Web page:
The James Clark Ross has a number of other jobs to do during the Antarctic season as well as on-board science. It also helps to ship people and their supplies and equipment between bases and ports in the Falklands, South America, the sub-Antarctics and the Antarctic. Since picking up the people from Halley base the ship has been very busy, and it just got busier on Sunday when we picked up all the remaining people on Signy Island in the Scotia Sea and helped them to close down the station. Signy is a long-term UK sub-Antarctic research base which has been carrying out environmental monitoring since it first opened in 1947. Nowadays it closes down over the wintertime, so as autumn comes everyone and their supplies must be evacuated and the whole base closed down and secured in preparation for the Antarctic winter. Recently the station has become quite overrun with some large nonhuman visitors as you can see from the pictures. Packing up the base around the roaring elephant seals felt like quite a challenge for us folk from the JCR but the people who work on Signy are evidently very used to it!

Business as usual at Signy Island base. Photo: Jen Jackson, BAS

Business as usual at Signy Island base. Photo: Jen Jackson, BAS

Elephant seals on Signy Island. Photo: Jen Jackson, BAS

Elephant seals on Signy Island. Photo: Jen Jackson, BAS

We are now heading back to the Falklands and expecting some rough weather in the Drake Passage on our way back across the Polar Front – these are notorious for being some of the roughest seas in the world so everything is lashed down tight!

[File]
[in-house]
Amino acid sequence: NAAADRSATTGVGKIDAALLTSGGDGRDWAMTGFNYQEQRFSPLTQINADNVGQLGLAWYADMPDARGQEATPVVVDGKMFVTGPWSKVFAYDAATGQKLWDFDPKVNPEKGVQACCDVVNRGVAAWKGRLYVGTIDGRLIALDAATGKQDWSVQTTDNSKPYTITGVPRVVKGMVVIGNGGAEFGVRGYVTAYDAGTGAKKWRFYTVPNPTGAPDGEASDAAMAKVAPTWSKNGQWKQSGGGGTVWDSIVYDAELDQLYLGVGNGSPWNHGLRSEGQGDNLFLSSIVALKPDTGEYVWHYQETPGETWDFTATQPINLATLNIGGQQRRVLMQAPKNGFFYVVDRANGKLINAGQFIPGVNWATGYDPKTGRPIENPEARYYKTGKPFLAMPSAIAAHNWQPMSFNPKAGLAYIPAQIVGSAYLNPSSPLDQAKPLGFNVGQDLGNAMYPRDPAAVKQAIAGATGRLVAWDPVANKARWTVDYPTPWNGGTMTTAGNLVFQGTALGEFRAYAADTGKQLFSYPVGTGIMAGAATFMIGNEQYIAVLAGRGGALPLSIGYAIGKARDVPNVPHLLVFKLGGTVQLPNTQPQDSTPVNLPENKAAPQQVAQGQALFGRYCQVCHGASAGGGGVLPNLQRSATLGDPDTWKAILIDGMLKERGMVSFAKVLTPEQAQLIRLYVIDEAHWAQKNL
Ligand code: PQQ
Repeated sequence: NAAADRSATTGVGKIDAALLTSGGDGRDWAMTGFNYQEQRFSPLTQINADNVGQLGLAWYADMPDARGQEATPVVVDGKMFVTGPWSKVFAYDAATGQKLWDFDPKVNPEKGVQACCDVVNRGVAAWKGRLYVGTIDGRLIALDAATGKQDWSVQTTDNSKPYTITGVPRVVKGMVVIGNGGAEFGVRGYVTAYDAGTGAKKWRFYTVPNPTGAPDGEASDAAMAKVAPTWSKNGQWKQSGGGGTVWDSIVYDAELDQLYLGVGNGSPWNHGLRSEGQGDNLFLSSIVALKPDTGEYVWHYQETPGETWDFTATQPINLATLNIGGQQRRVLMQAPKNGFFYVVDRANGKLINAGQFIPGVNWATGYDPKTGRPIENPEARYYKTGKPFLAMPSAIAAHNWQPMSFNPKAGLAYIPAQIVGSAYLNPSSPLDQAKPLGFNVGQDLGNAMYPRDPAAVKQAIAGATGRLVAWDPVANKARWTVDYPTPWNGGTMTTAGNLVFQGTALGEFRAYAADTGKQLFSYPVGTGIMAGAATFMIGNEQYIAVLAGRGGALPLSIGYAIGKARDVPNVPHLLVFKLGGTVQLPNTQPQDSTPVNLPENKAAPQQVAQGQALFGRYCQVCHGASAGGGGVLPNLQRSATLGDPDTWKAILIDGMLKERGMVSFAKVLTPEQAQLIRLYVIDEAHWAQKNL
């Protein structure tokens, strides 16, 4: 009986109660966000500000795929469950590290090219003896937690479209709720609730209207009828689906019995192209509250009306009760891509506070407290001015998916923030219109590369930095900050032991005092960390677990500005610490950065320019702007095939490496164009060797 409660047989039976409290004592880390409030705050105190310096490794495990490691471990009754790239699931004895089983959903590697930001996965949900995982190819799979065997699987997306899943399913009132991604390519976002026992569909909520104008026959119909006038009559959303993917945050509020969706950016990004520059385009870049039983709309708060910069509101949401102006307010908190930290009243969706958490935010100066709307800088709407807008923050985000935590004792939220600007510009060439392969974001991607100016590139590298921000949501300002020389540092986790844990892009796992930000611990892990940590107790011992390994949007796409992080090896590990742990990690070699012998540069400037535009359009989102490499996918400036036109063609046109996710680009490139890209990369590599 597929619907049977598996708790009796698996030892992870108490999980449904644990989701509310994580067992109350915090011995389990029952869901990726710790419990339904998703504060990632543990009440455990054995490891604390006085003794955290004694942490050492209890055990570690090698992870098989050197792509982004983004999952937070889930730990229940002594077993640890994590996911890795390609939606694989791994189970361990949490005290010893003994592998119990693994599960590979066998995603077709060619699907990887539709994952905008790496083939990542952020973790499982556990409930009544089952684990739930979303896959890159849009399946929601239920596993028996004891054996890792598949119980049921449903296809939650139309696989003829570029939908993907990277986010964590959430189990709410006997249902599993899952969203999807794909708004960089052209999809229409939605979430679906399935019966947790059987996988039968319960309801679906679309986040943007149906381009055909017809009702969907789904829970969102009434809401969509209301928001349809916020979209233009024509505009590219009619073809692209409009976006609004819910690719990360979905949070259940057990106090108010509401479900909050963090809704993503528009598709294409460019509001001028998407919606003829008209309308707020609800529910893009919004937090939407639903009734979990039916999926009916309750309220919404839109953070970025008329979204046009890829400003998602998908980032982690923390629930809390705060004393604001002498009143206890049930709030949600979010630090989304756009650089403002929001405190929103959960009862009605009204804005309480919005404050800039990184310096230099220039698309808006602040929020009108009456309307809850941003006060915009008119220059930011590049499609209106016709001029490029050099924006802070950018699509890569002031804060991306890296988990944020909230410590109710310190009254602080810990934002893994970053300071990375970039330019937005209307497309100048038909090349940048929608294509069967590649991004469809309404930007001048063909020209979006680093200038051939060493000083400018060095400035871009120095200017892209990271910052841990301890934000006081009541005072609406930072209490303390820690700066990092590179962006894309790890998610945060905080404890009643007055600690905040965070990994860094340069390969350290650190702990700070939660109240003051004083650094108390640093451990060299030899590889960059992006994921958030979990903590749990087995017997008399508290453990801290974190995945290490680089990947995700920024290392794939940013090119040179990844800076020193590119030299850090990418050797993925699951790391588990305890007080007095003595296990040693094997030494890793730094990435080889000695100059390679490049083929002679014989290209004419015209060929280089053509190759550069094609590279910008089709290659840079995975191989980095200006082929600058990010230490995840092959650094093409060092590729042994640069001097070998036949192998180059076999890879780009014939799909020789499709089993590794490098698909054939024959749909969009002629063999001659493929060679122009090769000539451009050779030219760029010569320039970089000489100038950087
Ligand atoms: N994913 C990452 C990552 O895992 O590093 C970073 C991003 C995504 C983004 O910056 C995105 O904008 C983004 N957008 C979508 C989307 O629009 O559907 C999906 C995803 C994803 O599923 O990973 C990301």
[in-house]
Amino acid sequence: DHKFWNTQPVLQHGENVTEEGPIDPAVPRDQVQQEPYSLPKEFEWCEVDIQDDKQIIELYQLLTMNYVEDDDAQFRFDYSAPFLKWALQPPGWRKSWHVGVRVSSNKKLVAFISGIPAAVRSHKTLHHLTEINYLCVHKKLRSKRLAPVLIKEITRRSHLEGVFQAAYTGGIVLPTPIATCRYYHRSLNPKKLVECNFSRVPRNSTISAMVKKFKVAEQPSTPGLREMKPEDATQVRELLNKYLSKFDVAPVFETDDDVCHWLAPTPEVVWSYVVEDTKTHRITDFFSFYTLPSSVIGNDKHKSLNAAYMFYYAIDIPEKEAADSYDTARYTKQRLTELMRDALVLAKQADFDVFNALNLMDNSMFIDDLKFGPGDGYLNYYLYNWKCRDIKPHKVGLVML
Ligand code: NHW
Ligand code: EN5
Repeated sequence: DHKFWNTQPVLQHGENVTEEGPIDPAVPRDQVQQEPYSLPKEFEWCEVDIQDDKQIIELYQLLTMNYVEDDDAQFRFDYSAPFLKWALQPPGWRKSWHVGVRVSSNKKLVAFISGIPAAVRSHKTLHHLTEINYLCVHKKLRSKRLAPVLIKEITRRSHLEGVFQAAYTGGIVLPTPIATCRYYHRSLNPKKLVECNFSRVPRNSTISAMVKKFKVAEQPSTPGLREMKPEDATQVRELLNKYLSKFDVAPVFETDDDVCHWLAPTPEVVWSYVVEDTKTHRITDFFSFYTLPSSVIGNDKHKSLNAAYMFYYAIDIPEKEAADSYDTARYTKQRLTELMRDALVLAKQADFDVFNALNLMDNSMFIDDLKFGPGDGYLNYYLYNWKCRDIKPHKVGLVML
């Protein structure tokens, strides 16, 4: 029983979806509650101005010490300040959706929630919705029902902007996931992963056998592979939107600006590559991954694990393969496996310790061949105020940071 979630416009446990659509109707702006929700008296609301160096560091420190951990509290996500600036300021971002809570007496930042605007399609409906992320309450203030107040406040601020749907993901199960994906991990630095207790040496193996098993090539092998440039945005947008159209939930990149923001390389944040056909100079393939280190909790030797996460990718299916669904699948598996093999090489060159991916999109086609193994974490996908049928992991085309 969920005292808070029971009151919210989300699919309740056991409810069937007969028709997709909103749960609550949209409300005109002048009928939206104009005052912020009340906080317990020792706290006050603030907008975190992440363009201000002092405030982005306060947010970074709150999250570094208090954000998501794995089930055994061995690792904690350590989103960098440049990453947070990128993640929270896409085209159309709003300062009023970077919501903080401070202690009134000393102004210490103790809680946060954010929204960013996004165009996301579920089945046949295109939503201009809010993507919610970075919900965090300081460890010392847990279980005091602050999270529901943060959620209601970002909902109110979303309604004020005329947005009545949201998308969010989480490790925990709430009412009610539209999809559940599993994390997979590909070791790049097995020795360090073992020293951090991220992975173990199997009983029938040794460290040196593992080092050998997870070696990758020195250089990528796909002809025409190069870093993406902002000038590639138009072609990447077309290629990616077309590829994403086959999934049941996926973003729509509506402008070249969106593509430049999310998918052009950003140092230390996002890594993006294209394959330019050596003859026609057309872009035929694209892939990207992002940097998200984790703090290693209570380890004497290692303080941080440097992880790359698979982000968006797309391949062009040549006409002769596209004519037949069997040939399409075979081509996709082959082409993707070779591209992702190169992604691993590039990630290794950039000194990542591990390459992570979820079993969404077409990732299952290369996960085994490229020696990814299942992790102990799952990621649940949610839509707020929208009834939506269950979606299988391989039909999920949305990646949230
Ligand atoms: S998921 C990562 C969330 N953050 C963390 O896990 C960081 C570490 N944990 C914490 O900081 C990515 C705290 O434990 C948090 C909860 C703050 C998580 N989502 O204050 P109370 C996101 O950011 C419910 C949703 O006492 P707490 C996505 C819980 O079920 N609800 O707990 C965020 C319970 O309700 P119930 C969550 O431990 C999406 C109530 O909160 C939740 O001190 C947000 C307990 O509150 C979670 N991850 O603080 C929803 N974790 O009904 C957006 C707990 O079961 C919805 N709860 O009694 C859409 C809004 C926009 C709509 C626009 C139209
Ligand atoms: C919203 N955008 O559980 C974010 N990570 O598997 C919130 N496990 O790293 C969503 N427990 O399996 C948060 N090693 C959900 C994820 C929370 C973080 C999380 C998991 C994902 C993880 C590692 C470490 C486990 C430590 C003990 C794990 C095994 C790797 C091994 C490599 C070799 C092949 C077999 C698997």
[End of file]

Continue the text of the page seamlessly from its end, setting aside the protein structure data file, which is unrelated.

Thanks for reading and see you on the next trip South.

Position Report for Entry

Latitude: 52° 19? S
Longitude: 57° 10? W
Cruise Number: (not entered)
Heading: 281.96°
Wind:
Air Temperature: 3.2°C
Sea Temperature: 6.3°C
Pressure: 993.38 hPa
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Ocean Chemistry on the JCR – March 21st 2012

Douglas Hamilton, University of East Anglia

Water chemistry is employed during cruises to look for various things of interest to Oceanographers like temperature, salinity, dissolved oxygen and chlorophyll.

Temperature and salinity can be used to tell us something about where the water comes from, for example warmer water originates from the hotter equator and colder water from the poles. Salinity is a measure of how “salty” the water is; new fresh water from ice melting for example lowers this, whereas evaporating water at the tropics raises this value. Salty water is of particular interest in understanding global ocean movements as it is heavier than fresh water and sinks, helping to create an ocean transport system around the world.

Dissolved oxygen and chlorophyll can be used as a measure of how biologically productive an area is. Levels of chlorophyll are related to microscopic phytoplankton (tiny plants) that live near the surface of the ocean.